Do Ladybugs Dream? ~ Dorien Grey: Outside the Margins

Join us as Dorien Grey goes Outside the Margins.

Do Ladybugs Dream?

Ladybird picture

I’m sure it’s not only writers whose minds take them on strange journeys…we just tend to take them more frequently and often farther than most people.

It occurred to me yesterday, as I contemplated the anticipated arrival of spring, that I don’t recall having seen a ladybug since I’ve moved to Chicago.  I like ladybugs, and I think perhaps they sensed that, because they used to hold annual conventions around my home in northern Wisconsin. A few even took up residence inside my house, and I remember one who hung out around my bathroom sink for several weeks. I grew rather fond of him/her, actually.

Though it usually just sat there, far too busy with its own thoughts to pay any attention whatever to me, it would occasionally go for a stroll, often using a glass I kept on the sink as its walking track, going around and around the rim at a brisk (for a ladybug) pace. I’m quite sure it thought it was going in a straight line.

I’ve always wondered if ladybugs dream, and if they do, of what? Probably not of Isis, or the presidential campaign, or all the petty foibles to which humans are prone .

I truly do believe that every creature has a purpose in life, but in the case of ladybugs—and gnats and mosquitoes and snails—I have absolutely no idea what those purposes might be. And to be honest with you, I have sometimes wondered the same thing about my fellow human beings.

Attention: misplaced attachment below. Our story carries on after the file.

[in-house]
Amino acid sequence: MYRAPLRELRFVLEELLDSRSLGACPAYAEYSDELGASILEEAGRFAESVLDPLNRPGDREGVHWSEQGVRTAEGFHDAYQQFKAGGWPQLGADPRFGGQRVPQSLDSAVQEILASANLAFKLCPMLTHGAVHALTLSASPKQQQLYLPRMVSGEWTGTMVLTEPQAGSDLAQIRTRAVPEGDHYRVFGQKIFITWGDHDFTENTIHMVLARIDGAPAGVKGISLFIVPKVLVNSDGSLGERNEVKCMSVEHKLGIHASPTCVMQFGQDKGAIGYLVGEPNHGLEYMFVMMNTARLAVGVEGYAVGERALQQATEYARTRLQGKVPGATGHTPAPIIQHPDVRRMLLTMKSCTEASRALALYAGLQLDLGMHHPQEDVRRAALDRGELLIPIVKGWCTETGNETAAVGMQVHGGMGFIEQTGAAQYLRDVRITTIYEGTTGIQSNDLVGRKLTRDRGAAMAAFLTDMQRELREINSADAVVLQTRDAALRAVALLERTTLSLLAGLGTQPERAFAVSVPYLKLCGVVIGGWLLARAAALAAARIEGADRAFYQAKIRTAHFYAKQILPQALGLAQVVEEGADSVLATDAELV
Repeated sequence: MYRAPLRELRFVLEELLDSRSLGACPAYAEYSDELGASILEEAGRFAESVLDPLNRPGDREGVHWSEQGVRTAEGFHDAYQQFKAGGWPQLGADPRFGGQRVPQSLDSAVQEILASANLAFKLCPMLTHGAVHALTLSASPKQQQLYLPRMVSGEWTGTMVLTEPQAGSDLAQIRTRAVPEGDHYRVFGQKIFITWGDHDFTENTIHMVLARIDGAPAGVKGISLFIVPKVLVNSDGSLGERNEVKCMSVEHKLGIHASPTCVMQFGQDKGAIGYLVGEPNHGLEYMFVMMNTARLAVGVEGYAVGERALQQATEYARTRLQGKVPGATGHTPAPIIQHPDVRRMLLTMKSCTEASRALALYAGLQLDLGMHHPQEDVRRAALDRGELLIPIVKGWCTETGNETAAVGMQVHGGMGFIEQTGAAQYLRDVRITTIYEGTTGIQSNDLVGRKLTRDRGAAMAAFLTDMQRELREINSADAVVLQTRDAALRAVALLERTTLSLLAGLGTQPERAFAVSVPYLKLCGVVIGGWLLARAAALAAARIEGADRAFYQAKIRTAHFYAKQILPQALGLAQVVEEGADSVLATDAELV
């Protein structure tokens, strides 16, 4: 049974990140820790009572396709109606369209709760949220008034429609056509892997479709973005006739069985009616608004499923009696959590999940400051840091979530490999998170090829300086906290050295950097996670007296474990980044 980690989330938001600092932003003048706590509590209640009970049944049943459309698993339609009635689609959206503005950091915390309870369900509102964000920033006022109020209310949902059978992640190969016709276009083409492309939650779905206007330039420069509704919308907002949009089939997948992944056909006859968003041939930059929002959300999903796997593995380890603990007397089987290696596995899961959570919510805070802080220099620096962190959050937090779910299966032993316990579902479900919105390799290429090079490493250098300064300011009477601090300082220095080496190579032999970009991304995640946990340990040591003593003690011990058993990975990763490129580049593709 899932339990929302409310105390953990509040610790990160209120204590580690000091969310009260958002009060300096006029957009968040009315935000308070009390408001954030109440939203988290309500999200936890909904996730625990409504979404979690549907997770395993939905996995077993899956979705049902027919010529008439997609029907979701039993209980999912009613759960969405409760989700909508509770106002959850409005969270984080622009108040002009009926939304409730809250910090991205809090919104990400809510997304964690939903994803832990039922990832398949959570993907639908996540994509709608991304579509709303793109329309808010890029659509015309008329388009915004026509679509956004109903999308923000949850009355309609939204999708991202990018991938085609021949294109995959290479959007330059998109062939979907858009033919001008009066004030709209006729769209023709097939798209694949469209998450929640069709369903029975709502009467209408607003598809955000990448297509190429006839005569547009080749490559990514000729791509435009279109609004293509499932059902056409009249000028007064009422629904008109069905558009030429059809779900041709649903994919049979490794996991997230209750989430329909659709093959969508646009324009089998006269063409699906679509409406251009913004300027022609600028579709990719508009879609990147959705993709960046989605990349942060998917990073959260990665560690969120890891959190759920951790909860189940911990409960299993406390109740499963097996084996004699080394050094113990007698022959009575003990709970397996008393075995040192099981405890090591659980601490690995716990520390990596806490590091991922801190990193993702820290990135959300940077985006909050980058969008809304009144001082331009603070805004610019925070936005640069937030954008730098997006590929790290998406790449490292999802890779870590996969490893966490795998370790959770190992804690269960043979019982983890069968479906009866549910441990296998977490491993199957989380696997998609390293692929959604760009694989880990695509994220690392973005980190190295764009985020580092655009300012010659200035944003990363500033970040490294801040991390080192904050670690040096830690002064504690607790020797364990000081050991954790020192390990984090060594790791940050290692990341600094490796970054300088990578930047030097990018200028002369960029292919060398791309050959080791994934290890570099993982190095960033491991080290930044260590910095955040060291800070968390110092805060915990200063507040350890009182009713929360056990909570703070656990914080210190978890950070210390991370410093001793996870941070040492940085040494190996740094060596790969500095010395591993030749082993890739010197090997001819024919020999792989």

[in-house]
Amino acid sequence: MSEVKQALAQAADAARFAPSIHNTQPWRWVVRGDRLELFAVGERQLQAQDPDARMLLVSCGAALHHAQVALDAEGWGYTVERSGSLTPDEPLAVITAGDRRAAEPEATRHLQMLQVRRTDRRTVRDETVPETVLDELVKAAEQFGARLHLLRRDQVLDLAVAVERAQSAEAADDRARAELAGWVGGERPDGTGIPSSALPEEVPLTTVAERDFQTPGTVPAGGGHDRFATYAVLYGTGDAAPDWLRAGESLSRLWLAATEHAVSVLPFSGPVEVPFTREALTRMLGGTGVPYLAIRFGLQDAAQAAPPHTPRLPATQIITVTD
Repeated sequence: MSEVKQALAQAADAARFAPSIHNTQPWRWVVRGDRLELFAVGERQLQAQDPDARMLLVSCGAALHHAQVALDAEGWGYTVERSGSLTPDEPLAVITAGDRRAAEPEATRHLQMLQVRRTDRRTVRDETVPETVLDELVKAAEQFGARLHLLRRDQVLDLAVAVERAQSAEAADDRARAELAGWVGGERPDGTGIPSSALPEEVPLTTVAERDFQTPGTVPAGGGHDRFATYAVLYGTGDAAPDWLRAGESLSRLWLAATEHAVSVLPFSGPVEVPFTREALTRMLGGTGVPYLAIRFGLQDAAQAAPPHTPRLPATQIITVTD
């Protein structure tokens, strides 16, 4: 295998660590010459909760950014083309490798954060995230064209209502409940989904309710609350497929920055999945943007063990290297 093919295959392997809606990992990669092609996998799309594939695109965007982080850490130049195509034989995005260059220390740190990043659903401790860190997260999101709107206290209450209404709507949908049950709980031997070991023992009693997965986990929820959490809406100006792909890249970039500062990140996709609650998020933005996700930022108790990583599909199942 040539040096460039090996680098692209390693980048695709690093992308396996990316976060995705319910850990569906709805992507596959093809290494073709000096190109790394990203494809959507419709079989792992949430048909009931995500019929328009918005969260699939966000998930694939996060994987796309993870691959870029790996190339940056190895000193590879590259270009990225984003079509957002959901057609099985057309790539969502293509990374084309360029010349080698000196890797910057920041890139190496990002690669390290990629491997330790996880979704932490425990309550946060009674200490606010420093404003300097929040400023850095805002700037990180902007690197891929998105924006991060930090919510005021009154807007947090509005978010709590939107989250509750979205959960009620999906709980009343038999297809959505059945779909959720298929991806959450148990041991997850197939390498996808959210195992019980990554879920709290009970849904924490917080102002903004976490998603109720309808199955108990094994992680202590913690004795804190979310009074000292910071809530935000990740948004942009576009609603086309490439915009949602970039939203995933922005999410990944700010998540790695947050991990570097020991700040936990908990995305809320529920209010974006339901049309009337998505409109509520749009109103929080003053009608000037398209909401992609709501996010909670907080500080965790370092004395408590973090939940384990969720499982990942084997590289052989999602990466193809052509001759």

Can you imagine how tiny a ladybug’s brain must be? Or, carrying that thought one or two steps further, how small a single drop of ladybug blood (assuming ladybugs have blood), or the veins through which it courses, must be? What do they eat? What do they do for fun? Are they kind to one another? Do they care?

One thing that can be said for human beings—although when reading the news it is sometimes hard to find many good things to say—is that we are capable of dreaming and having fun and caring for one another, whether we exercise those capabilities or not.

The one thing every single creature on earth, large or small, shares is the fact that each of us is unique, and though we go through life surrounded by others of our own kind, we each do so as an individual. It is our awareness of our uniqueness and our link to other human beings that separates us from all other creatures. But if we do not make use of this link in some positive way, we may as well all be ladybugs.
Ladybird picture

About

Dreams-of-a-Calico-Mouse Title: Dreams of a Calico Mouse
Publisher: Self Published
Genre: Poetry

A collection of the poems of author Dorien Grey (a.k.a. Roger Margason)

Self Published

~ Dorien Grey

About Dorien Grey

If it is possible to have a split personality without being schizophrenic, Dorien Grey qualifies. When long-time book and magazine editor Roger Margason chose the pseudonym “Dorien Grey” for his first book, it set off a chain of circumstances which has led to the comfortable division of labor and responsibility. Roger has charge of day-to-day existence, freeing Dorien—with the help of Roger’s fingers—to write. It has reached the point where Roger merely sits back and reads the stories Dorien brings forth on the computer screen.